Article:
Is there a difference between a Democrat and a socialist?

· January 7, 2016  
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Democratic presidential candidate Hillary Clinton shields her eyes from the light while listening to a question during a rally held at the Orpheum Theatre, Tuesday, Jan. 5, 2016, in Sioux City, Iowa. Jae C. Hong | AP Photo

“If Wall Street does not end its greed, we will end it for them.” So says presidential candidate Bernie Sanders, the avowed “democratic socialist” currently trouncing Hillary Clinton in New Hampshire, and nipping at her heels in Iowa. The line, delivered to raucous applause at a Democratic campaign rally this past Tuesday in New York City, sums up the raison d’être of Sander’s platform.

We will end it for them.

By “we,” of course, Sanders means himself, as the next president of the United States, with the full force of the government at his discretionary executive disposal. By “them,” he means greedy capitalists. Under a Sanders administration, he is certain, the “greedy” will comply.

This is the difference between socialism and capitalism in a nutshell: Government compulsion versus voluntary cooperation.

You won’t hear this kind of clarity coming from many elected Democrats; particularly one running for national office. Even Sander’s anti-capitalist rhetoric is usually more cautious — hyphenated, the way we do things in the politically correct era. Sanders prefers to target straw man caricatures that are so, so easy to knock over. He’s against “casino capitalism” and too-big-to-fail banks on Wall Street. (Full disclosure: Me too!) “Greed is not good,” he boldly declares, effectively rebutting Gordon Gecko, a made-up movie character from the 1980s ill-situated to respond in real time.

Democrats have not always embraced the “socialist” nomenclature without ambivalence. “I am not a socialist,” Obama famously told an editorial board at the New York Times in 2009. He was clearly irritated by the label. So much so that he revisited the subject unprovoked at the Wall Street Journal’s 2013 CEO Counsel meeting: “People call me a socialist sometimes, but you’ve got to meet real socialists, you’ll have a real sense of what a socialist is.” No doubt this was a politically-motivated parsing of words; a necessity defined by the voting public’s animus towards the real, fessed-up-to brand of socialism.

But times have changed. Uttering the s-word is no longer considered forbidden fruit in some Democratic circles, and it’s put top party leaders in a bind. This dodginess irritates MSNBC’s Chris Matthews. This past Tuesday, the same day as Sander’s anti-capitalist rant, he asked Hillary Clinton to clarify the difference, if any, between Democrats and Socialists:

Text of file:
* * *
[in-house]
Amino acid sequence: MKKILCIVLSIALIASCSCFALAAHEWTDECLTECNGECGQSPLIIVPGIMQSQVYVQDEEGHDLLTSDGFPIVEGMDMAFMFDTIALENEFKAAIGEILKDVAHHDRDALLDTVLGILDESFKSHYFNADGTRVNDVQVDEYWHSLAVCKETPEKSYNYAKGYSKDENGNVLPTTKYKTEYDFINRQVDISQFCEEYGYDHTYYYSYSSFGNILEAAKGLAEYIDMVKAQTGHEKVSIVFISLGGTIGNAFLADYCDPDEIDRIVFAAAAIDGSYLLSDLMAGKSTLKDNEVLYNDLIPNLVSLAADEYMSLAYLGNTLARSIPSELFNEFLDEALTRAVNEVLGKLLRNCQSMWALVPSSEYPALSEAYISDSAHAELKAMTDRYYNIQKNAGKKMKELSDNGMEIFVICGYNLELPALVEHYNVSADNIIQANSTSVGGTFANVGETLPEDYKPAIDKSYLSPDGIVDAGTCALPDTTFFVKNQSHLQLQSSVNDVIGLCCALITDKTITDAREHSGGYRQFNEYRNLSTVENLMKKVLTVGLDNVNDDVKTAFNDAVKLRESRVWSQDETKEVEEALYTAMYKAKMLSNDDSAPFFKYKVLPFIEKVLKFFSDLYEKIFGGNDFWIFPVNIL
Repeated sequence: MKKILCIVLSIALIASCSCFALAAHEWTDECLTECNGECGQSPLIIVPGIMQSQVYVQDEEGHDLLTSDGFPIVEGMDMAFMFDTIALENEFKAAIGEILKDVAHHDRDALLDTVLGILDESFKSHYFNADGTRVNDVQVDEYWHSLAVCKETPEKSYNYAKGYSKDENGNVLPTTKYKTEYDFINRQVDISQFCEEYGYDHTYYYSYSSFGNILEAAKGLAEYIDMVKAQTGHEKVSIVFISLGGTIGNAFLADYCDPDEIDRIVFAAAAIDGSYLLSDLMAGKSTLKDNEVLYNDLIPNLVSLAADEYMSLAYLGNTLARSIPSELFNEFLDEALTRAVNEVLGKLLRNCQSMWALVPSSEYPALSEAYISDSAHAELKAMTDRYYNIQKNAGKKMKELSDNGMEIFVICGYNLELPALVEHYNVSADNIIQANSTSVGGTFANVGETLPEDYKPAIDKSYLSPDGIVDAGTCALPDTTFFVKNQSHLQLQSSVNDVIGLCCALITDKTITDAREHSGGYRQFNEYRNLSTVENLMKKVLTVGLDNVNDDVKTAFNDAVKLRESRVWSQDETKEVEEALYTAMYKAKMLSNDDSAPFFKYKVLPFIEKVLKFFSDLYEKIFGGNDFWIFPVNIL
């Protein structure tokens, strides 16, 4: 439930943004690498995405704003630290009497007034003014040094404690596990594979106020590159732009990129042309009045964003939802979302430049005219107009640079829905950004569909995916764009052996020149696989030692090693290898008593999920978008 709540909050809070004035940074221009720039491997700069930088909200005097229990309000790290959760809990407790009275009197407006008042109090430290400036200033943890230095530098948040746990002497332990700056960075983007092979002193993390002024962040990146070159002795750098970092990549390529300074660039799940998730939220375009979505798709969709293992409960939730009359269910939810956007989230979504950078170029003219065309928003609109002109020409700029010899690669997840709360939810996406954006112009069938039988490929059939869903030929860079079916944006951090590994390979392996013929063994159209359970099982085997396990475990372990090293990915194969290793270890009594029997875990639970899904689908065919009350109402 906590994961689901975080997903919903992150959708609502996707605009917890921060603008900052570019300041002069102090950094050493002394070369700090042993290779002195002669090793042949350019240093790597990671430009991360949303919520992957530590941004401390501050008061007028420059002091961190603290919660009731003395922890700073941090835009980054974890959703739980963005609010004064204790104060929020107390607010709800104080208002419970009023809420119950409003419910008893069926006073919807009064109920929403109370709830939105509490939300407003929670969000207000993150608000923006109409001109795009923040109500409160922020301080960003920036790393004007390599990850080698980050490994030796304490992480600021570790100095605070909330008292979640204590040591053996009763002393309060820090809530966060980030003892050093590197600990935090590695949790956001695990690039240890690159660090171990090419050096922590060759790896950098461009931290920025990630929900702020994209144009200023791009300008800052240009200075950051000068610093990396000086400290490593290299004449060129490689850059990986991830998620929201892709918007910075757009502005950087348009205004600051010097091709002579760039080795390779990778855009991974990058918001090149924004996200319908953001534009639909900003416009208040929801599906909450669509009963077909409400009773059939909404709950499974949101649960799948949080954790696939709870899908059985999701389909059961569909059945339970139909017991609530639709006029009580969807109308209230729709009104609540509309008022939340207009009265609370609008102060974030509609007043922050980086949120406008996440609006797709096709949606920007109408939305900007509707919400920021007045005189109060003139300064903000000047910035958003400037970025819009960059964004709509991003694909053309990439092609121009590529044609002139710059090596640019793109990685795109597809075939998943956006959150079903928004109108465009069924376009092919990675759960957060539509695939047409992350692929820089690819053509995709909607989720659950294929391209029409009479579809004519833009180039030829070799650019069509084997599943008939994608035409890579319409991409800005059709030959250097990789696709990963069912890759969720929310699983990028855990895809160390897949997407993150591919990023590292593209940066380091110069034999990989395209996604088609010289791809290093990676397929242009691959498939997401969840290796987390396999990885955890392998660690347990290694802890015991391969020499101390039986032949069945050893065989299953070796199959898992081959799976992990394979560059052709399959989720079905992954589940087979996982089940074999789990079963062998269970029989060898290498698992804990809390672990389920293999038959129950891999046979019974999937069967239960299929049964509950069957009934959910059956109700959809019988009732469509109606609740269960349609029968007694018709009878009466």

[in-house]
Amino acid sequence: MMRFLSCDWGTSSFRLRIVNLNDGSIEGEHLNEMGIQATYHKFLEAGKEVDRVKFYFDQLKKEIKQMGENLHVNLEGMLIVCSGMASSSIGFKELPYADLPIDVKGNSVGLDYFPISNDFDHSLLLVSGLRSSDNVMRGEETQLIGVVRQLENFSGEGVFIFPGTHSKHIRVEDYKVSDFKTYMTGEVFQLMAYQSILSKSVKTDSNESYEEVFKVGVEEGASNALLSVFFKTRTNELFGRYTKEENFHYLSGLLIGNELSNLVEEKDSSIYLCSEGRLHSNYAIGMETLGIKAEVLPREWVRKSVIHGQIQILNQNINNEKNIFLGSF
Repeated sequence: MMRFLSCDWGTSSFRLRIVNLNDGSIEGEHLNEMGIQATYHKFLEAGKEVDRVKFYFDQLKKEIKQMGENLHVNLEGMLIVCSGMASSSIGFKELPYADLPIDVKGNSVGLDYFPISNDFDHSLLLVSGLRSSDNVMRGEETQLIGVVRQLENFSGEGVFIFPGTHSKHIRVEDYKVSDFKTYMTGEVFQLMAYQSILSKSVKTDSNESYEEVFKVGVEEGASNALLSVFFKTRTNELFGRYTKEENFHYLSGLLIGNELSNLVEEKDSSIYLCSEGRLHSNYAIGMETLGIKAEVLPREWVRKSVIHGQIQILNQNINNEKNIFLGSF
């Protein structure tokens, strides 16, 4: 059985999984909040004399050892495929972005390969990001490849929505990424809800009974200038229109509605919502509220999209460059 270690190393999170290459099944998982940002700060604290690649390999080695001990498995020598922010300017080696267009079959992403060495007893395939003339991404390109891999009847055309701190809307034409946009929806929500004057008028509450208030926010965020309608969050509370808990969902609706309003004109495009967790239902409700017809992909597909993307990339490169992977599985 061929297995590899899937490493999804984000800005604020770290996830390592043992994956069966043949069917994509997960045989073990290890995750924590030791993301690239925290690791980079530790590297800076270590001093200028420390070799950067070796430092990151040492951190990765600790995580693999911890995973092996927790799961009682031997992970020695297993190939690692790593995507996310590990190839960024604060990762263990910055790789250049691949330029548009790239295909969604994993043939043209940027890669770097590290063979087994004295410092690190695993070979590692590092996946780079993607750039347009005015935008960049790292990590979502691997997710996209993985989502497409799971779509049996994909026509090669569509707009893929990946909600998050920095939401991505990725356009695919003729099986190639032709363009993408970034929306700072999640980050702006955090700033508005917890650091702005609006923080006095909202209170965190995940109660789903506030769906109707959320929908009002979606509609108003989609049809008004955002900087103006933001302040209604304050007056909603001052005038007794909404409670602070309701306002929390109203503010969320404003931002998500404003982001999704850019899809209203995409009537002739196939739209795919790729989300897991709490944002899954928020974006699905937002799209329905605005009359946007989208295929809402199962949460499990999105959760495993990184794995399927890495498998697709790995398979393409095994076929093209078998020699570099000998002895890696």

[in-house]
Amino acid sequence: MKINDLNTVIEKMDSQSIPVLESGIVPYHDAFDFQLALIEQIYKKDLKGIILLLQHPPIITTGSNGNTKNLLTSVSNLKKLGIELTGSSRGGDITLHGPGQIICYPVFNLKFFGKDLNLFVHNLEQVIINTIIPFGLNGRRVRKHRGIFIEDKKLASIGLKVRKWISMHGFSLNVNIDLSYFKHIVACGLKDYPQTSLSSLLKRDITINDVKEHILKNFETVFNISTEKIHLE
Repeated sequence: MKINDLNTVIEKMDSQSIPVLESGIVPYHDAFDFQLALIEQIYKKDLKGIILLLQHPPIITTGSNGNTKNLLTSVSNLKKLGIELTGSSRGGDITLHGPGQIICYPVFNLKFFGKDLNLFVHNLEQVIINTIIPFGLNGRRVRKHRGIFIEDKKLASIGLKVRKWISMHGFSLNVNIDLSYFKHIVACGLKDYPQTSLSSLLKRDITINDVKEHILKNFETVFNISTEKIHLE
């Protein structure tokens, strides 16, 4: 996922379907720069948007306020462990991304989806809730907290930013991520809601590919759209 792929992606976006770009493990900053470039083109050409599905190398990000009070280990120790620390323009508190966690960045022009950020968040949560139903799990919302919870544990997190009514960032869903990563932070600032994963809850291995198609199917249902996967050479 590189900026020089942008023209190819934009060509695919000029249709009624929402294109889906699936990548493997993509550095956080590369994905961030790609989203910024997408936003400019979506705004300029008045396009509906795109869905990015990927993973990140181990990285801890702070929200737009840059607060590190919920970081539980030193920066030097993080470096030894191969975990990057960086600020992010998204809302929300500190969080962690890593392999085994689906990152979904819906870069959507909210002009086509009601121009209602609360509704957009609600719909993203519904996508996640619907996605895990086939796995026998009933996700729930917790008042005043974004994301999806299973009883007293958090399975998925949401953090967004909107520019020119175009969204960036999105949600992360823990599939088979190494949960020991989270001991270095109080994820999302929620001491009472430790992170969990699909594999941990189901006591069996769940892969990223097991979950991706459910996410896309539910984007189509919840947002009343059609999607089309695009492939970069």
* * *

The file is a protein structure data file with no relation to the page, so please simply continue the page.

Now Bernie calls himself a Socialist. Nobody uses [that as] a derogatory term any more. It’s his — he loves to have that label. He’s never run as a Democrat, he runs against Democrats up there in Vermont. You’re a Democrat … What’s the difference between a Socialist and a Democrat?

Clinton’s answer is, well, dodgy.

HILLARY CLINTON: Well …

MATTHEWS: Is that a question you want to answer, or would you rather not?

CLINTON: Well, you know, I — you’d have to ask …

MATTHEWS: Well, see, I’m asking you. You’re a Democrat, he’s a Socialist. You — would you like someone to call you a Socialist? I wouldn’t like someone calling me a Socialist.

CLINTON: But I’m not one.

MATTHEWS: OK.

CLINTON: I’m not one.

MATTHEWS: What’s the difference between a Socialist and a Democrat.

CLINTON: Well, I can tell you what I am. I am a progressive Democrat.

MATTHEWS: How’s that different than a Socialist?

CLINTON: I’m a progressive Democrat who likes to get things done and who believes …

MATTHEWS: OK.

CLINTON: … that we are better off in this country when we’re trying to solve problems together.

Incidentally, DNC Chairwoman Debbie Wasserman Shultz had already tried the same dodge. MSNBC’s Matthews asked her the same question on the differences between a Democrat and a socialist last July. According to Real Clear Politics, Wasserman Schultz was “at a loss for words.” (Editor’s note: This. Never. Happens.)

There once was a time when socialists wore their party’s label proudly on their sleeves. Like Eugene V. Debs. In 1912, Debs, a longtime socialist radical, was nominated to be the presidential nominee of the Socialist Party. In his acceptance speech, Deb spelled out his agenda in the unambiguous language that still eludes some modern Democrats:

Capitalism is rushing blindly to its impending doom. All the signs portend the inevitable breakdown of the existing order. Deep-seated discontent has seized upon the masses … It is to abolish this monstrous system and the misery and crime which flow from it in a direful and threatening stream that the Socialist party was organized and now makes its appeal to the intelligence and conscience of the people.

According to Rolling Stone, Bernie Sanders has a picture of Eugene V. Debs, his hero, displayed prominently in his office.

So has the Democratic Party circa 2016 effectively merged with the Socialist Party circa 1912? Someone should ask Hillary Clinton.

Author: Matt Kibbe